The final Exam Board marks for my Master’s were released by the University last week.
I’d already found out that my dissertation had gained a distinction (worth a third of the course marks) which for me was more than enough.
The other two-thirds was made up of six modules, most of which I sweated buckets over. I was going to be completely content with a Pass.
Reader, I got a Distinction. I know, crazy, huh?
Looking back over the last two years, each essay, each critical piece is interwoven with angst, MS symptoms, treatment and relapses. And that’s without guiding The Teenager through A levels and growing up. Plus dealing with a fussy cat.
Near the beginning of the course, I almost chucked the towel in, such was the extent to which it pushed my battered brain to almost impossible limits. This was totally out my remit but I figured I had given it a go, it didn’t work out. C’est la vie and all that.
After I had spoken to a tutor about how to withdraw from the course, I sat in my car and cried. Then I got angry. I should have been happy, now that the pressure was off. Maybe I could take up gardening or embroidery; something relaxing. But I felt a twist in my gut that hurt more than the brain-ache.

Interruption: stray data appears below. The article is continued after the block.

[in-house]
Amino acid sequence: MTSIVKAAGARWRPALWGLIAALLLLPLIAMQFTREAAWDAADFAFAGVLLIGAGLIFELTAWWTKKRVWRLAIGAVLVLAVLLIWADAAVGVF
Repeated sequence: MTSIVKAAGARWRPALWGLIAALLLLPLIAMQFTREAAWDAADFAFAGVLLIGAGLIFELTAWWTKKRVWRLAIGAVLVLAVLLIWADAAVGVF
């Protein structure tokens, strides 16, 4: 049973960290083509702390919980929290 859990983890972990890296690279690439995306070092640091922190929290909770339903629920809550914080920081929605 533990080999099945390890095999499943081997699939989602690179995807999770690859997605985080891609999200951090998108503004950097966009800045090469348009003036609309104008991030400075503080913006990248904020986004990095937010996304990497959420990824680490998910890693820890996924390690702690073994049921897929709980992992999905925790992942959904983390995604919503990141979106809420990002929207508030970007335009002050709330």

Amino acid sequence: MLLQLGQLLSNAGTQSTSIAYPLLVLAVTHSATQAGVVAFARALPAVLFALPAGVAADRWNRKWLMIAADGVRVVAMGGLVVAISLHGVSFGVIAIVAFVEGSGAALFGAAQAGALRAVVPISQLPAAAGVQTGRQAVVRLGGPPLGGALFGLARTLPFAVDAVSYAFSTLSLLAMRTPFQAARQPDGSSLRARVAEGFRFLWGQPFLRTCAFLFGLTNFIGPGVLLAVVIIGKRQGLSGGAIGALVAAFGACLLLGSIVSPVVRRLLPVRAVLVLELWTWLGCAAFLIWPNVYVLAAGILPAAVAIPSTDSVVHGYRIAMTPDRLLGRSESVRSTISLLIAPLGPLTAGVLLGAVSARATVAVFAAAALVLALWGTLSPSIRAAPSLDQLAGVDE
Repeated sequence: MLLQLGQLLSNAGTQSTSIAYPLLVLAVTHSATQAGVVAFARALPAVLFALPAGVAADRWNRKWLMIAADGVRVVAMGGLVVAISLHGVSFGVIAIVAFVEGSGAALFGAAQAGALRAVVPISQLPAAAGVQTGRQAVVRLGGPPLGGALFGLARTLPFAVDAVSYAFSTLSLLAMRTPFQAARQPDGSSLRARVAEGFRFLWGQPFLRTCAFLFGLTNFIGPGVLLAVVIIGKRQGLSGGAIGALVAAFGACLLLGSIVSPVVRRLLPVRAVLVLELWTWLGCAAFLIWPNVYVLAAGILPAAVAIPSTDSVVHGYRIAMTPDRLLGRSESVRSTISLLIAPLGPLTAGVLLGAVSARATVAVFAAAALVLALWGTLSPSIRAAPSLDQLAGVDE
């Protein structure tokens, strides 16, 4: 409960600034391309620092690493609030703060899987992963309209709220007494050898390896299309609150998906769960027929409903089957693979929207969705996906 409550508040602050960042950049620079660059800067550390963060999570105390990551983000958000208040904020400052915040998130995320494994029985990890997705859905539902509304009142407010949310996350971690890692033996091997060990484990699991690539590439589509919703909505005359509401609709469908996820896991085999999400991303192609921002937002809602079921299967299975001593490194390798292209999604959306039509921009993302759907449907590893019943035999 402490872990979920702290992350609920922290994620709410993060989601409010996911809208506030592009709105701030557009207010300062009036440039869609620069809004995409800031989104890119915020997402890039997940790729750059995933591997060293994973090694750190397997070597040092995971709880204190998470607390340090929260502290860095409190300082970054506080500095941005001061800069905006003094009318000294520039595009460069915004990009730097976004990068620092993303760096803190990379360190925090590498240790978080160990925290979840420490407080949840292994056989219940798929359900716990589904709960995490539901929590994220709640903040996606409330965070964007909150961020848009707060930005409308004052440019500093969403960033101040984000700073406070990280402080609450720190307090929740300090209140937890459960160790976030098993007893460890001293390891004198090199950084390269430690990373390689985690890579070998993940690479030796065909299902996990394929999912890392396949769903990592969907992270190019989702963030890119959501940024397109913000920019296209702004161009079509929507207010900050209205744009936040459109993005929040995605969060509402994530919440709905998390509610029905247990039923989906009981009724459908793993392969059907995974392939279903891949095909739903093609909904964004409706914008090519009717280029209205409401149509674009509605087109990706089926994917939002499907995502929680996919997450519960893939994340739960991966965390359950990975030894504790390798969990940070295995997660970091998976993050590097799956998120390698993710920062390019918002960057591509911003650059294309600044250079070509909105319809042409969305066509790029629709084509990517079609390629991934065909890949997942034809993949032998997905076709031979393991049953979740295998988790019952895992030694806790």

So I persevered. I’m not going to lie, I hated a lot of it, but this was offset with falling in love with literature all over again. During one of my relapses, I had found it impossible to read anything, so the joy of flicking through books, highlighting important points and soaking up the words was incredible.
Most of the essays were a nightmare and the critical elements drove me to distraction. As the course progressed, it felt like I had a fight on my hands against that most frustrating of MS symptoms, dodgy memory. Swiftly followed by fatigue, relapses, blah, blah. MS seemed determined to thwart me at every juncture.
It’s odd. I don’t fight back against MS – the whole ‘fighting back’ thing gets my hackles up; I’ve learned to live with it, adapt to it and get on with it. But the Master’s felt like a fight. Perhaps it’s pride, I’m not sure.
Anyway, my final essay had been handed in, many with time-extensions. People asked me what I would do when I graduated, which made me chortle. Probably nothing, apart from appreciate that I had done it, despite everything. I doubt I can fashion a career out of a Masters in Creative Writing. I’m quite happy in my job, bossing labourers around on building sites and working out how much a Porta-Loo will cost.
But, you know what? I have a germ of an idea for a novel.
Perhaps I’ll get that first sentence down on paper and see how it goes …